The Field School of Charlottesville and Old Crozet School Arts (OCSA) are the likely tenants of the Crozet Old School, the County spokeswoman Lee Catlin announced March 19 at the Crozet Community Advisory Council meeting. Combined, the two schools will lease two-thirds of the building by this summer, if all goes well.
The results of the County’s Old School Reuse Study community workshop in June 2008 indicated the community’s preference for the future use of the Crozet Old School was for a community center that could provide performance and assembly space in the old auditorium, including such uses as dance classes, arts spaces, community movies, and programs for youth and the elderly in the old classrooms. The County advertised across the state in a search for tenants and received five applications, two of which were from the Field School and OCSA.
The Field School of Charlottesville, currently located in Claudius Crozet Park, is a middle school for boys. This year the school has 29 students in grades five through seven. Plans for their new space include expanding to grades five through eight and between 40 and 50 students. The private school is to occupy six of the old school’s classrooms in the front of the building, along with the auditorium, some office and kitchen space, and the main entrance.
“We are very excited about the opportunity to fix up the inside of the school,” the Field School’s Head of School, Todd Barnett, said. “It’s going to be really cool to move into an old school and bring it back to life.
“There is nothing exclusive about us,” Barnett emphasized. “We are a school that has absolutely no public funding—we’re not a rich school, we’re a struggling non-profit in many respects—but we’re going to use some of our limited funds to really make that school beautiful, with the help of many volunteers as well.” Once the lease is approved, the school will start work on the space this summer in order to begin classes there in September.
The newly-founded Old Crozet School Arts (OCSA) is a non-profit school for arts instruction. OCSA grew out of the County’s Old Crozet School Re-use Workshop and the community’s enthusiasm for revitalizing the old school as a cultural and community center.
OCSA will be overseen by Sharon Tolczyk, Artistic Director, and Mollie Washburne, Administrator, and governed by a Board of Directors. OCSA is currently applying for 501(c)(3) non-profit status. Pending the County’s approval, OCSA hopes to begin classes Labor Day week.
“We see this as a collaborative and creative venture with the County and community, to make use of the building and to try to establish a vital means of fulfilling what the community wants in the building,” Tolczyk said.
OCSA is to occupy a portion of the rear of the building and will use its own side entrance. The school plans to turn its portion of the old classrooms into studios, each to be coordinated by a teacher or group of teachers centered around one of the arts. Immediate plans for OCSA’s part of the old school’s renovations include sprung dance floors in two of the studios and fixing up a third studio to be designated for art, as well as cosmetic updates throughout.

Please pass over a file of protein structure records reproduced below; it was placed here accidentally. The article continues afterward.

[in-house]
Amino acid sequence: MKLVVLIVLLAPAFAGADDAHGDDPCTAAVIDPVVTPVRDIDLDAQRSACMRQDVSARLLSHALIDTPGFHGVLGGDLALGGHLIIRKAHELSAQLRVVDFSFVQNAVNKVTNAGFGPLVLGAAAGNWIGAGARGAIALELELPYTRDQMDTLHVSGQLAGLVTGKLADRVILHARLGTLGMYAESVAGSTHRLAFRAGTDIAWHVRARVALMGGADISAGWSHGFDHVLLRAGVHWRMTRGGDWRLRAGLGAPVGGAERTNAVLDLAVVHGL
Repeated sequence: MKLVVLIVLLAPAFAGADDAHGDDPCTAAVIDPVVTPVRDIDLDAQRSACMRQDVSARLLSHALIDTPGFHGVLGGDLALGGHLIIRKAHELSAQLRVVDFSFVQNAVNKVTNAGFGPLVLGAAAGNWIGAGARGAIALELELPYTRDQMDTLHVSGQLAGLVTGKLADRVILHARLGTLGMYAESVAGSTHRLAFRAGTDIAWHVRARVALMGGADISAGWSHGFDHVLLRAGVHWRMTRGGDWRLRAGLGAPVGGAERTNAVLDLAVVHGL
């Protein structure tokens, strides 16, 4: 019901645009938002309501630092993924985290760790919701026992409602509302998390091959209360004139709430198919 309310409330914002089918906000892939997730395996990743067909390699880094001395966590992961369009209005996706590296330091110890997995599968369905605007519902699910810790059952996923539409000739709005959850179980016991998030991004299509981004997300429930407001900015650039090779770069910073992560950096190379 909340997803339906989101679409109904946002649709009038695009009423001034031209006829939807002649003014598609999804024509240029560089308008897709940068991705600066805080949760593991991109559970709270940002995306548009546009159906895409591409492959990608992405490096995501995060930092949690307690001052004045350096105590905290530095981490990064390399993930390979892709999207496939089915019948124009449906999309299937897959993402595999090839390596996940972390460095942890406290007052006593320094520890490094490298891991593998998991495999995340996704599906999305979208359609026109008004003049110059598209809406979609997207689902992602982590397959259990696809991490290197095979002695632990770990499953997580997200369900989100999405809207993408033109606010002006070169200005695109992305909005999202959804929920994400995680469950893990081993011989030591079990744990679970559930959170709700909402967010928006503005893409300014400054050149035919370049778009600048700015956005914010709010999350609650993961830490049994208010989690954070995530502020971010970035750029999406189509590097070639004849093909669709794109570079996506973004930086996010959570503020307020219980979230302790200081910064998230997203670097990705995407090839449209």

OCSA will offer a schedule of classes throughout the day, including instruction for students of all ages and time schedules, “from preschoolers to senior citizens,” Tolczyk reports. The non-profit will be tuition-based, but they intend to have a scholarship program as well.
“We feel the best step towards a community cultural center is to establish a school of arts instruction, thereby creating interest and talent in the arts, helping to establish the school as a place where those things are happening.”
However OSCA will not be “McGuffey west,” Tolczyk affirmed. The primary purpose of OCSA is instruction. The vision of the school’s founders is to have one place where there are classes in all the arts—theater, dance, painting, sculpture, music, even yoga, pilates and martial arts. Tolczyk emphasized her hope for OCSA to be “a place for kids who are interested in the arts to come, a place where the community can come and take classes for fun,” while at the same time a place where “people learn to think and create out in the world.”
As of now, John Hancock, an Associate Professor of Art at PVCC and a renting member of the McGuffey Arts Center in Charlottesville, will be the OCSA Visual Arts Advisor. Boomie Pedersen, Co-Artistic Director of the Hamner Theatre in Afton, will be the school’s Theater Advisor and Instructor. Elizabeth Roberts, who is principal bassoon and outreach coordinator for the Charlottesville and University Symphony and a member of the music performance faculty at UVa, will be Music Advisor and Instructor. Tolczyk will also serve as the Dance & Movement Coordinator and Ballet Instructor. She encouraged those interested in becoming involved in OCSA as a student or by offering instruction to contact the school through its new website with their ideas.
The two schools will have separate leases, which are currently under review by the Board of Supervisors. OCSA also must apply for a Special Use Permit to allow their students to drive to school, which the current permit, obtained by the Charlottesville Waldorf School several years ago, does not provide.
The leases will hold the tenants responsible for routine repairs and maintenance up to a maximum of $2,500 in any one year. The County will continue to schedule projects to protect the integrity of the building for systems such as roofing and bricks/mortar. The Field’s School’s lease will allow them use of a certain part of the grounds that the school will maintain. The remainder of the grounds will continue to be the County’s responsibility to maintain. The tenants will be able to make alterations and improvements to the facility with prior County approval, at the tenant’s expense.